Whenever a storm moves over land it encounters friction, that weakens it. It is also cut off from its power source of warm waters, adding to that weakening. That's what happened to Debby over the last day as it moved towards the Atlantic coast.
Debby has left a legacy of flooding in its wake. Many areas of northern Florida have received up to 10 inches of rain, with higher totals in isolated areas. Even sections of Florida's main east-west highway, Interstate 10, was shut down due to flooding.
On Wednesday, June 27, 2012 at 5 a.m. EDT (0900 UTC), Debby's maximum sustained winds were near 35 knots (55 kmh). It was located about 25 miles (45 km) southeast of St. Augustine, Florida, near latitude 29.6 north and longitude 81.0 west. Debby is moving east-northeast near 10 mph (17 kmh) and is expected to continue in this direction over the next couple of days while speeding up. Debby should gradually move away from Florida today, according to the National Hurricane Center.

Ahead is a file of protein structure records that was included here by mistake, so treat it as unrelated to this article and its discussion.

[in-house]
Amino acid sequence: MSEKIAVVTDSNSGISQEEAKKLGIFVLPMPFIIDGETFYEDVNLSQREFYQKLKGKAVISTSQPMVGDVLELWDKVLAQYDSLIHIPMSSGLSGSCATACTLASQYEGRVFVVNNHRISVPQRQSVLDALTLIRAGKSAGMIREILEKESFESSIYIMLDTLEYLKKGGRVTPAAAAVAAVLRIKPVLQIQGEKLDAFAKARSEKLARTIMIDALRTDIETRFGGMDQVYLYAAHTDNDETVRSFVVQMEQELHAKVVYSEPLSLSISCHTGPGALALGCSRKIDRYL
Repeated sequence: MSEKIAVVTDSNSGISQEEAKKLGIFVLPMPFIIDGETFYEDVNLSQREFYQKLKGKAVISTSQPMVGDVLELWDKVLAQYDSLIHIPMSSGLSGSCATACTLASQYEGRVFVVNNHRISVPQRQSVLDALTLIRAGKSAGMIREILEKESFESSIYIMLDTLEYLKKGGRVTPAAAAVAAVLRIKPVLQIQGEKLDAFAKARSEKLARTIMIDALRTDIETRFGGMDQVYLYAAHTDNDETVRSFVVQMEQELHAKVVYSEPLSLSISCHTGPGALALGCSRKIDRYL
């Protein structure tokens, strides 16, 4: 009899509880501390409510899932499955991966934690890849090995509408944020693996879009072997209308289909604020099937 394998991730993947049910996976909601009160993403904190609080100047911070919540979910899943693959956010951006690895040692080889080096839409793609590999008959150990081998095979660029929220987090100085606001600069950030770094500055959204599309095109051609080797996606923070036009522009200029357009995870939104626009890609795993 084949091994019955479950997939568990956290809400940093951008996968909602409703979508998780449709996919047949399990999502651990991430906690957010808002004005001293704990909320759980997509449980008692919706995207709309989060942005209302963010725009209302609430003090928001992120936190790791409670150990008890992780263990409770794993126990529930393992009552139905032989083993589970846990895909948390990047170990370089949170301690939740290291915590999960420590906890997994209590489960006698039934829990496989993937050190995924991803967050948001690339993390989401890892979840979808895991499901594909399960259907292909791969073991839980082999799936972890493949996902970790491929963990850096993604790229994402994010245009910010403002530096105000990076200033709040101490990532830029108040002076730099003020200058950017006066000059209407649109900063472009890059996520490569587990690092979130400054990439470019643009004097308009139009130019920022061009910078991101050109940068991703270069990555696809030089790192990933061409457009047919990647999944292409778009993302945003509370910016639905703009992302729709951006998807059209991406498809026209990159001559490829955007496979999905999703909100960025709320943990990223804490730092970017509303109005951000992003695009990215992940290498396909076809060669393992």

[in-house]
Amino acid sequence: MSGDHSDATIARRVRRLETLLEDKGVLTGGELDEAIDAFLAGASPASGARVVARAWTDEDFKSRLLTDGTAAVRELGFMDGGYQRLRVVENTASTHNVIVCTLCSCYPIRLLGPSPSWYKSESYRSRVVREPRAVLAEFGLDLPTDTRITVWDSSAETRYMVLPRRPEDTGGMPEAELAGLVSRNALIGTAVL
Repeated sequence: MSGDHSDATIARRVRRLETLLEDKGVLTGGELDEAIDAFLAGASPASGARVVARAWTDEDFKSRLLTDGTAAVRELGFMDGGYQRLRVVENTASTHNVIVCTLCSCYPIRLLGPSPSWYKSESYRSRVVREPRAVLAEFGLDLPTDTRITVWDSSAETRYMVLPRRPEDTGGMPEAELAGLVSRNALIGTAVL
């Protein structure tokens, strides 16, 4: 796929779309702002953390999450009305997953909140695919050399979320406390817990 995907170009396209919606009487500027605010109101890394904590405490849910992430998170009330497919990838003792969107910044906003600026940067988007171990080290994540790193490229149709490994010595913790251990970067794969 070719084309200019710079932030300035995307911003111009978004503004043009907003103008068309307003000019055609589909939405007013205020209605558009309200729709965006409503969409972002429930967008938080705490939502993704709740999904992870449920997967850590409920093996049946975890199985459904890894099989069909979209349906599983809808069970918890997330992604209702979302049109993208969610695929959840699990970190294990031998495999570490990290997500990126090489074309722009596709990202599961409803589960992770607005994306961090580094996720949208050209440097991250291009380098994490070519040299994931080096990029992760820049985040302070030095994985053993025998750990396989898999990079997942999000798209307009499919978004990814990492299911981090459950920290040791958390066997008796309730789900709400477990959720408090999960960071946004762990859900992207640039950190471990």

A visible image of Tropical Depression Debby was taken from NOAA's GOES-13 satellite on Wednesday, June 27 at 8:31 a.m. EDT. It showed that t bulk of Debby's clouds and showers were over the Atlantic and coupled with a frontal system as Debby's center is now moving off the eastern shore of Florida. NOAA manages the GOES-13 satellite and NASA's GOES Project at the NASA Goddard Space Flight Center in Greenbelt, Md. uses the data to create images and animations.
The National Hurricane Center noted that some re-strengthening is possible as the system moves to the northeast and away from Florida.
June 26, 2012 Satellite Sees Tropical Storm Debby Soak Florida
An animation of satellite observations shows the progression of Tropical Storm Debby from June 24-26, 2012. The animation shows that Tropical Storm Debby's center is almost stationary in the northeastern Gulf of Mexico over that period, while most of the storm's rainfall and winds stretch from the northern quadrant, east to southeast of the center. This visualization was created by the NASA GOES Project at NASA Goddard Space Flight Center, Greenbelt, Md., using observations from NOAA's GOES-13 satellite. TRT :51 Credit: NASA/NOAA GOES Project
› View larger image